Anthony Cummings is fond of saying his father taught him everything he knows, but not everything the legendary trainer knew.
He wasn’t alone.
Among the crowd which packed Sydney’s St Mary’s Cathedral on Monday to farewell a man known to millions of Australians as the `Cups King’, were many trainers who honed their craft under Bart Cummings.
Racing is an insular and time consuming business but Bart’s success infected the public and added to the excitement around the Melbourne Cup.
His feat to win the trophy 12 times has been likened to Don Bradman’s Test average of 99.94 – something that won’t be repeated.
That set him apart from other trainers and sometimes his own family.
Anthony is the only one of his five children to follow him into racing and struggled with his emotions as he paid homage to his father and mentor.
“I was always in awe of my father,” Cummings said.
“He could talk on any subject and had a view on everything.
“People came to him for advice. They didn’t always like what they were told but they got what they asked for, his view unequivocal, unabashed, uncensored.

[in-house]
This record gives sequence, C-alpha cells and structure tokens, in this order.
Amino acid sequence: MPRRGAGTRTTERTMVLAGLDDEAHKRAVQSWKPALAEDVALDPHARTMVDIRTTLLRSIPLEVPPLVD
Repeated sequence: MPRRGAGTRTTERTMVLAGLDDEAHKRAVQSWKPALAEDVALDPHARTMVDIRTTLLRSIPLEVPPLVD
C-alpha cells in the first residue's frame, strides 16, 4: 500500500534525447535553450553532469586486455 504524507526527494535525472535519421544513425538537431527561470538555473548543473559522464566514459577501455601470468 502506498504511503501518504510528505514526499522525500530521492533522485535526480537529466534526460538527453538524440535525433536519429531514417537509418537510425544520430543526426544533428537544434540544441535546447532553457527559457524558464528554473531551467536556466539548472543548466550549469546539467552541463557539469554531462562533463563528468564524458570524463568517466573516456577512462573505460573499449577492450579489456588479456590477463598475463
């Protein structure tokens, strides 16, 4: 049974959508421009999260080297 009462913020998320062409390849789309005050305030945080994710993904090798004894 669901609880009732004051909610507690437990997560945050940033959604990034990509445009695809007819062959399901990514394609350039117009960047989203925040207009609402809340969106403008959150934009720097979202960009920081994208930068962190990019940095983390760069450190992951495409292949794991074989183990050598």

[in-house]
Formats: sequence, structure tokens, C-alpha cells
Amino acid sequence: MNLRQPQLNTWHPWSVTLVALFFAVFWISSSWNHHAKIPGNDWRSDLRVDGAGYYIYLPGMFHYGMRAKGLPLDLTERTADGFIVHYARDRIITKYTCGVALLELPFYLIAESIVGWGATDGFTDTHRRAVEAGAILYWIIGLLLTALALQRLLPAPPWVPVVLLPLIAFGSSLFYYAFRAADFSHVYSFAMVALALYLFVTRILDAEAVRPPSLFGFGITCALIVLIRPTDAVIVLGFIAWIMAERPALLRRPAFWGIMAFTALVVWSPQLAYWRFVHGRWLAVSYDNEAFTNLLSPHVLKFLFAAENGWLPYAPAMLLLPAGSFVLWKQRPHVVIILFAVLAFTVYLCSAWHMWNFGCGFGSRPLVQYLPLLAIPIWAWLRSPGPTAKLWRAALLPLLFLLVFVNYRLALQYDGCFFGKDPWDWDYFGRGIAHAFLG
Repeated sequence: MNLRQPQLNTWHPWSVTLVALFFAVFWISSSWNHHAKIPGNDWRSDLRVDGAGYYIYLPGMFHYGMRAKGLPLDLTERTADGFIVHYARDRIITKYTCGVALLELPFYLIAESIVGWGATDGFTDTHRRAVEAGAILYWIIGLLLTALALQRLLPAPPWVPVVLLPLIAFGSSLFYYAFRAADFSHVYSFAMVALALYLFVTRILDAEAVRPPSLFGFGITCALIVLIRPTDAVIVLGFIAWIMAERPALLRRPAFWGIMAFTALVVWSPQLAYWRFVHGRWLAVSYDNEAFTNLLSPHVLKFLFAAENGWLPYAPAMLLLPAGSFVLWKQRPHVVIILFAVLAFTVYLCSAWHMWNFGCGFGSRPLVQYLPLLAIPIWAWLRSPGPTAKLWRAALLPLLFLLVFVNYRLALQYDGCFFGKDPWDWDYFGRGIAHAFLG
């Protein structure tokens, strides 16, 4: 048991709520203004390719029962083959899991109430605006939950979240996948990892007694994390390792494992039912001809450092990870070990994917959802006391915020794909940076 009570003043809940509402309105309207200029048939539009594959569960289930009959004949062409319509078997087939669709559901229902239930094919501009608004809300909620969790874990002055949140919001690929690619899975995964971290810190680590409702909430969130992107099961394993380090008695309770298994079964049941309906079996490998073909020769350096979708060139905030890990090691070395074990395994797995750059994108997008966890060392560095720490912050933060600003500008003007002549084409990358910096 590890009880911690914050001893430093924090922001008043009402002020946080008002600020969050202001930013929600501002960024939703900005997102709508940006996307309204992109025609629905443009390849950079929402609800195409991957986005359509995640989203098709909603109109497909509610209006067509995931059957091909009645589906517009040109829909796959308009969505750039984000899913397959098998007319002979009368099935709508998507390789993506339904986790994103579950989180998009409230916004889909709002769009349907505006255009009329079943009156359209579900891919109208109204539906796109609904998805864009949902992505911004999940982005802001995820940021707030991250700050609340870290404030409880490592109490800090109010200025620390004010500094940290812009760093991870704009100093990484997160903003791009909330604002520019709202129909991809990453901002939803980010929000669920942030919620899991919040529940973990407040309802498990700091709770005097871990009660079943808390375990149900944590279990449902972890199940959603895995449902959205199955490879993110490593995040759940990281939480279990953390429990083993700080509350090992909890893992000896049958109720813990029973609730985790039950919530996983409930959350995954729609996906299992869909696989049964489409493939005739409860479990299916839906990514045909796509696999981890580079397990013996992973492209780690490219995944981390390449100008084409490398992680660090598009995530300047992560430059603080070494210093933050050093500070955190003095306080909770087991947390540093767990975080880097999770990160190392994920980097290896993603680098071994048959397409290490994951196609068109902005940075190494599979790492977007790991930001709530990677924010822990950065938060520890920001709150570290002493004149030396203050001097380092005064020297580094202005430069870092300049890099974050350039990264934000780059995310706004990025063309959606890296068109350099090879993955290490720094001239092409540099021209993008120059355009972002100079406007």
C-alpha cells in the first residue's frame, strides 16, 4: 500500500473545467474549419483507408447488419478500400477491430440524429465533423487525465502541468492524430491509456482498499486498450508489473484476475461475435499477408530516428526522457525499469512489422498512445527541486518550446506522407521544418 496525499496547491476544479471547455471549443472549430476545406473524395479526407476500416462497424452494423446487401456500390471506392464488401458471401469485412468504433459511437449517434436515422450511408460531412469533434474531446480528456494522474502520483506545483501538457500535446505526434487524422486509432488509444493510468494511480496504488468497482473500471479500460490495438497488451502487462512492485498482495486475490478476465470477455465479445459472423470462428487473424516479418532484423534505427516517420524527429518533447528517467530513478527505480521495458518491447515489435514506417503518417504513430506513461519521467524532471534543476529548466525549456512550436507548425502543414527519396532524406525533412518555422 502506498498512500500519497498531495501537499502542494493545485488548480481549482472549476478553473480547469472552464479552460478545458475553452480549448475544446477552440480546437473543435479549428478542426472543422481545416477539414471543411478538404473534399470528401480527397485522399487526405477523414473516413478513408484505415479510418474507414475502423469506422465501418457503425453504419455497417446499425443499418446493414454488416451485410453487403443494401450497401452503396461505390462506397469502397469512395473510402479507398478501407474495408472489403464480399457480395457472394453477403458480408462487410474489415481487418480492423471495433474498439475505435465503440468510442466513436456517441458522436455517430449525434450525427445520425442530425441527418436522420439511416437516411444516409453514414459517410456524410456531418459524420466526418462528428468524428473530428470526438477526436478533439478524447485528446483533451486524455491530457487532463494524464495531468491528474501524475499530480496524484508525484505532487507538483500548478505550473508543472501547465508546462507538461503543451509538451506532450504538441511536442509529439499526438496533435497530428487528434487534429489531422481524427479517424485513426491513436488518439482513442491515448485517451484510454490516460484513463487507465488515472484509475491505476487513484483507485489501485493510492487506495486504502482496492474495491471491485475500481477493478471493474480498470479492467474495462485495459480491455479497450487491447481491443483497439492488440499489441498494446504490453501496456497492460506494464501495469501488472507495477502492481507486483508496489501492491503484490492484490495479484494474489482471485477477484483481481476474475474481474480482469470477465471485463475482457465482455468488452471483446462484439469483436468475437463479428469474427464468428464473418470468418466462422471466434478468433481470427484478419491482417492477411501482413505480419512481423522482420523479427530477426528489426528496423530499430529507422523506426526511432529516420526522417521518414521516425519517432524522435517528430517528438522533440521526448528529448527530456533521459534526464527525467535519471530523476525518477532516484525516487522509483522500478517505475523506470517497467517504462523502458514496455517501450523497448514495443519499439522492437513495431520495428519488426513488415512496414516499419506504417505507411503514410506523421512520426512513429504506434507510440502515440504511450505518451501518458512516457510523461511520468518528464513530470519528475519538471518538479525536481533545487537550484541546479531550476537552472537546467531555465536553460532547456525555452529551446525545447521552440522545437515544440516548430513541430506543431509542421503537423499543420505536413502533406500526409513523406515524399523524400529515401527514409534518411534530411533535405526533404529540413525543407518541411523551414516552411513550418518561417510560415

“The place I really got to know him was in New Zealand where we would go each year to look at yearlings.
“He would talk about his own father and his relationship with him.”
It was in New Zealand Bart spotted the small, gangly filly that would become his first Melbourne Cup winner, Light Fingers in 1965.
That eye for the future champion is something his son and every other racehorse trainer tries to emulate – not always with great success.
When Anthony struck out on his own, he and his father became competitors, adding another dynamic to their relationship.
But in the last few years, Bart mellowed as he spent more and more time at his beloved Princes Farm on the banks of the Nepean River.
“It was his life’s dream to have his own property,” Anthony said.
“Horses were his lifelong passion and he bred horses on the farm.
“Three of my Group One winners came from there.
“He reached a level of contentment and I didn’t have a blue with him over the last few years.
“At one stage he told me I’d come good. Rare praise indeed.”